My first career was as a 6th grade English and Social Studies teacher and I remember that first day of school; within hours or even minutes, there was an obvious difference between students: some kids could do things for themselves and others needed (or wanted…) things done for them. These things ranged from unplugging the top of a glue bottle to sharpening pencils to picking writing topics. I saw huge parallels between these self-care skills, school skills and social skills – kids with high self-efficacy tended to have it across the board.
A huge piece of a child’s feeling of self-efficacy is trained at home. (And I admit that even though my 6-year-old is perfectly capable of opening her own tube of yoghurt, I find myself automatically snipping off the top for her sometimes!) But an important article in the play therapy literature shows that it’s never too late to boost a child’s skills of self-efficacy.
One large piece of this study is the idea that what a child believes about him- or herself largely becomes true – in this case, if a child believes he or she can do something, the child is more likely to be able to do it. That does for glue bottles and juice boxes as well as English and Social Studies! So the researchers asked kids how they felt about their abilities – they measured their opinions of kids’ own self-efficacy before and after a brief play therapy intervention (and compared the measures to kids who didn’t receive play therapy).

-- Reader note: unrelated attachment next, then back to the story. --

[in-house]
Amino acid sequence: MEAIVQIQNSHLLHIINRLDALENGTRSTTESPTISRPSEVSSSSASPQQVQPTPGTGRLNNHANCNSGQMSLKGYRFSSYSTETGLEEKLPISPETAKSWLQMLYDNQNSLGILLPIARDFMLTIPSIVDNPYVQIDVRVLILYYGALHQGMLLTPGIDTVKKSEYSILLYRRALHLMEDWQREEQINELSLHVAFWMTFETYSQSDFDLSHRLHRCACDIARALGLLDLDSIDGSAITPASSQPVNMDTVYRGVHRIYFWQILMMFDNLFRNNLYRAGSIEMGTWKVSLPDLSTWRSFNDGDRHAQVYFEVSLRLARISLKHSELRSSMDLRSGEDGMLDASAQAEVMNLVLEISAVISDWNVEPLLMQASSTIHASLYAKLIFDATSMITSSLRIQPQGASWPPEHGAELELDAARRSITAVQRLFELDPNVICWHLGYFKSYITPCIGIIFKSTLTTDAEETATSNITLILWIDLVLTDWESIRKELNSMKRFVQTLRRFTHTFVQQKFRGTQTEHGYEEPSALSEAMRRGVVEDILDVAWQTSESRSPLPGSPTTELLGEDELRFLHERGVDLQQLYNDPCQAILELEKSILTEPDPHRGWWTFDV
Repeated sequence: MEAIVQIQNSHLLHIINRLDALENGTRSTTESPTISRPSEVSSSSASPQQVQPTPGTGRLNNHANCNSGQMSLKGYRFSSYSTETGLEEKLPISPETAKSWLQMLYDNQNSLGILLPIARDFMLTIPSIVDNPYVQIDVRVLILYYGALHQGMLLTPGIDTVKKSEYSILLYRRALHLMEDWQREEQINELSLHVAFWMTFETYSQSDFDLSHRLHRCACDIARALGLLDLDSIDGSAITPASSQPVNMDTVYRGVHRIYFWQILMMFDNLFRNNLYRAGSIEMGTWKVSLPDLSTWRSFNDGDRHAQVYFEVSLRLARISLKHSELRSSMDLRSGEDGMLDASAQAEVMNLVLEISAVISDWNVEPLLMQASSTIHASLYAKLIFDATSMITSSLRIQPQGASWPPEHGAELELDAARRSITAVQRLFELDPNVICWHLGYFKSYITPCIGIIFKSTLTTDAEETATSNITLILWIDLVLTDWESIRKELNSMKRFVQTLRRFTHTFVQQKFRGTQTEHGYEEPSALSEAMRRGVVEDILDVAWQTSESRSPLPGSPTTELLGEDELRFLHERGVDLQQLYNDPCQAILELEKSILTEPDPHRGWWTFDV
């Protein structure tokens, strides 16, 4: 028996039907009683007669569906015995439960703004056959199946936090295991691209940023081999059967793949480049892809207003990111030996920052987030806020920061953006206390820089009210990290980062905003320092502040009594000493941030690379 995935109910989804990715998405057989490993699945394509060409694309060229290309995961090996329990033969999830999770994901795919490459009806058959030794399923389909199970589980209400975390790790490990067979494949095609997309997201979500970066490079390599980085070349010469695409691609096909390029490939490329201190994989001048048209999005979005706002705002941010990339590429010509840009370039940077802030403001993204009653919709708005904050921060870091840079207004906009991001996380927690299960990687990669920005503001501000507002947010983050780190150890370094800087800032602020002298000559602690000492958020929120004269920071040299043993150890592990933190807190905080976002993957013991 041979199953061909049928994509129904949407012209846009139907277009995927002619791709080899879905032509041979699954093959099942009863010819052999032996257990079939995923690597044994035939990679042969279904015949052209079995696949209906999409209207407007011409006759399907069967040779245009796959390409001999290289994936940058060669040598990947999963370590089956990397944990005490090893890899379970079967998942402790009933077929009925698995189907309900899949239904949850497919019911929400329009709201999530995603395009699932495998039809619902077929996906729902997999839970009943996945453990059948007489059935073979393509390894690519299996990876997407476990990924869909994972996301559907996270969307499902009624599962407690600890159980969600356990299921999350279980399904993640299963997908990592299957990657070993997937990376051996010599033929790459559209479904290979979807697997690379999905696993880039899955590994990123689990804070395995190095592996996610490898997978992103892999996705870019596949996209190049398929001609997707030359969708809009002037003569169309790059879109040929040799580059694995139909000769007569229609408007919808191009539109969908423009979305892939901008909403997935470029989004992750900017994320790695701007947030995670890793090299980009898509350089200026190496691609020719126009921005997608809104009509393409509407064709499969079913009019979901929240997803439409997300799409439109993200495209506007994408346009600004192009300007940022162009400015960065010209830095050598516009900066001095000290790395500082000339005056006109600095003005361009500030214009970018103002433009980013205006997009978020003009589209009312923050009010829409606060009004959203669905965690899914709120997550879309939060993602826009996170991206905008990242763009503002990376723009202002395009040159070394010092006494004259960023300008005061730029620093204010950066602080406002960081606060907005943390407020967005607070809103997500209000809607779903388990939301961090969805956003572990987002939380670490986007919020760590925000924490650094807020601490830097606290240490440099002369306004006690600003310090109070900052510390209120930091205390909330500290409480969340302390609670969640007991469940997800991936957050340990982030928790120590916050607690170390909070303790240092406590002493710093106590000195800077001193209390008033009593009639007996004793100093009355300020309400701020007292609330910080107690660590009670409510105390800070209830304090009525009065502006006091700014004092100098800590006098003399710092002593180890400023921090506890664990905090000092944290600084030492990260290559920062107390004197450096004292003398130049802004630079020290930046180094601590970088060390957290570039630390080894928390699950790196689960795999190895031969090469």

First, teachers list students whose “coping mechanisms did not facilitate learning behaviors,” the article writes. These included children who were “shy, withdrawn, using self-defeating coping mechanisms, easily frustrated, acting out, unwilling to take risks, seeking attention, and not excited about learning,” the authors write.
Thirty-one referred kids received 6 sessions of play therapy while another 31 kids stayed in their classrooms. Here’s what happened:
In one case, whenever the classroom was noisy a child would fall asleep. In nearly all of his actions he “portrays a child who is acted upon by the environment rather than the other way around.” Play therapy helped him realize that he could exert his self on his surroundings, as well. For example, in the 6th and final session of play therapy, the counselor saw this child shaking water off his hands and when she remarked that he must not like how the water feels, the child corrected her, saying, “I like how it feels, but it’s just that I don’t want my sleeves to get wet.”
He didn’t blindly accept the counselor’s interpretation. In the first session, his play showed animals being tricked and not knowing how to be successful. Later, “Bad guys turn good, horses that are trapped gain wings to get out of trouble, and bad kids do good deeds.”
This child’s experience was representative of the group. Overall, teachers saw improvement in learning skills in 68 percent of the children who were treated (and a slight decline in children who were not).
The researchers suggest that gains might have been due to the idea that guided mastery can increase feelings of self-efficacy. Guided play helped children take ownership of their environments – they learned to make their own stories – and through this process, they gently rewrote the stories they told about themselves. The ability to effect the environment of play may have been behind increases in these kids’ abilities to effect the environment of school.
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Image: Flickr/ElizabethAlbert cc license